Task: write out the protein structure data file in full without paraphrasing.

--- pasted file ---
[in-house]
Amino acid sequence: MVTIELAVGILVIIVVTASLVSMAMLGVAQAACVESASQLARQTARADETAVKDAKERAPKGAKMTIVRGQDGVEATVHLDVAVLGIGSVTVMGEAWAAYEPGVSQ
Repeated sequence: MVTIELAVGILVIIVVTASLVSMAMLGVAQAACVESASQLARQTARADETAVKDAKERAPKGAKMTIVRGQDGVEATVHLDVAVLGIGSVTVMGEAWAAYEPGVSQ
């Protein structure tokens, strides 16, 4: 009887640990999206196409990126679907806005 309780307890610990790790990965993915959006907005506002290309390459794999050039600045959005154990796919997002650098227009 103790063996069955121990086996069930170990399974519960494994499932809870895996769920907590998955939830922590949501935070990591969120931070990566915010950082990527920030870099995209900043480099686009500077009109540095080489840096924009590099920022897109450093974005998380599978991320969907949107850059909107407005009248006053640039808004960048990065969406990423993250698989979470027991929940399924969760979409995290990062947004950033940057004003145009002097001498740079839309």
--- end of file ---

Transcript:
[in-house]
Amino acid sequence: MVTIELAVGILVIIVVTASLVSMAMLGVAQAACVESASQLARQTARADETAVKDAKERAPKGAKMTIVRGQDGVEATVHLDVAVLGIGSVTVMGEAWAAYEPGVSQ
Repeated sequence: MVTIELAVGILVIIVVTASLVSMAMLGVAQAACVESASQLARQTARADETAVKDAKERAPKGAKMTIVRGQDGVEATVHLDVAVLGIGSVTVMGEAWAAYEPGVSQ
């Protein structure tokens, strides 16, 4: 009887640990999206196409990126679907806005 309780307890610990790790990965993915959006907005506002290309390459794999050039600045959005154990796919997002650098227009 103790063996069955121990086996069930170990399974519960494994499932809870895996769920907590998955939830922590949501935070990591969120931070990566915010950082990527920030870099995209900043480099686009500077009109540095080489840096924009590099920022897109450093974005998380599978991320969907949107850059909107407005009248006053640039808004960048990065969406990423993250698989979470027991929940399924969760979409995290990062947004950033940057004003145009002097001498740079839309």